I did the exponential ideality factor test on a IN4001 diode over the weekend - following Millman and Grabel *Microelectronics*

Came out pretty much dead on two

Bob Pease published results from a bunch of different diodes. The 1N4001 he tested had lower conductance than a good diode.

Yep, what Bob's classic paper shows is what old folks have known for multiple decades, the simple 2N3904 Vbe is about as good a PN junction regarding following the classic diode equation as it gets:

Ib = Is[e^Vbe/Vt) -1], where Vt = KT/q

deltaVbe = Vt[ln(ratio Ib)]

Ironically almost all the diodes are really poor in this respect

If you look at the 2N3904 Vbe at <10na and >1ma (L), it's perfectly straight with the correct slope of ~59.2mv/decade. We've used this characteristic in so many ways over the years for all sorts of useful functions from log amps, to temp sensors, even log domain filters and many applications we can't remember.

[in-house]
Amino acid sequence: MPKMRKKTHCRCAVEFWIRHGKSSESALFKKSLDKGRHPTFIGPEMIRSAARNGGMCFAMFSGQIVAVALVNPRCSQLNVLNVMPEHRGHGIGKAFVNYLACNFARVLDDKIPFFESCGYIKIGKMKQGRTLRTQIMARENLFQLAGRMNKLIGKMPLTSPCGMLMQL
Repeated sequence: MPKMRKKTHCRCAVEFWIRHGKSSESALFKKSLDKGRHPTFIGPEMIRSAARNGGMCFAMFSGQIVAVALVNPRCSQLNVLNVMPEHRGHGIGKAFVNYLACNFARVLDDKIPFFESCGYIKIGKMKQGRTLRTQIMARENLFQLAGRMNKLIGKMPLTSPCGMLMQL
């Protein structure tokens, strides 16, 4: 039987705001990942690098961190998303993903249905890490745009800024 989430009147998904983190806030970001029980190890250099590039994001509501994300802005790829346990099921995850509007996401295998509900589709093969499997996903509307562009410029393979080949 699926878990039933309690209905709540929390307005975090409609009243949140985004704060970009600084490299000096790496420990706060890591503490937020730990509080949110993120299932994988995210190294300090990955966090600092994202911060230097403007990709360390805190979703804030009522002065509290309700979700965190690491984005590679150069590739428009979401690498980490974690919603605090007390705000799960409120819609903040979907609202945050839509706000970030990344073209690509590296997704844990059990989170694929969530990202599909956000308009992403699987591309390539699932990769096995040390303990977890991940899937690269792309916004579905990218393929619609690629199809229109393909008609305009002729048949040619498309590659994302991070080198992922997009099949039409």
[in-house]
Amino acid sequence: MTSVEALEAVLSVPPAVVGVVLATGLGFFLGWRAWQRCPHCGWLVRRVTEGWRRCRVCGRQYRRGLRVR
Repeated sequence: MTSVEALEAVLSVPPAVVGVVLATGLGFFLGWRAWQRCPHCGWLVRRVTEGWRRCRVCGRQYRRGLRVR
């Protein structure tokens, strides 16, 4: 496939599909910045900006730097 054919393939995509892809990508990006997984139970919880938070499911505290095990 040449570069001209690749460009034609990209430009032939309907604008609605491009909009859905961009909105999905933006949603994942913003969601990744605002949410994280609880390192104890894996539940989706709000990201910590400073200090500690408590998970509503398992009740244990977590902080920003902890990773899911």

Edit: The important point here is the

*slope* of the 2N3904 Vbe vs. Ib will be

*identical* for all devices, regardless of the highly device and process variable Is or Vbe. So one should be able to take devices from various lots, manufacters, time frames and achieve identical results wrt the Vbe

*slope*. Theory predicts this and our experience confirms such (altho we haven't measured any devices in decades), quite an amazing parameter that few folks realize.

BTW this is one of the most important aspects of bipolar transistors that analog IC designers utilize. Bob Widlar utilized this "feature" in his brilliant Bandgap Reference, very valuable feature indeed

If one looks at the various plots, the K, L, M show the ideal junction behavior with proper

*slope*, and all are bipolar Vbe junctions!! Also, note the old HP SBD HP5082-2811 plot C, this shows good junction behavior up to ~100ua.

Best,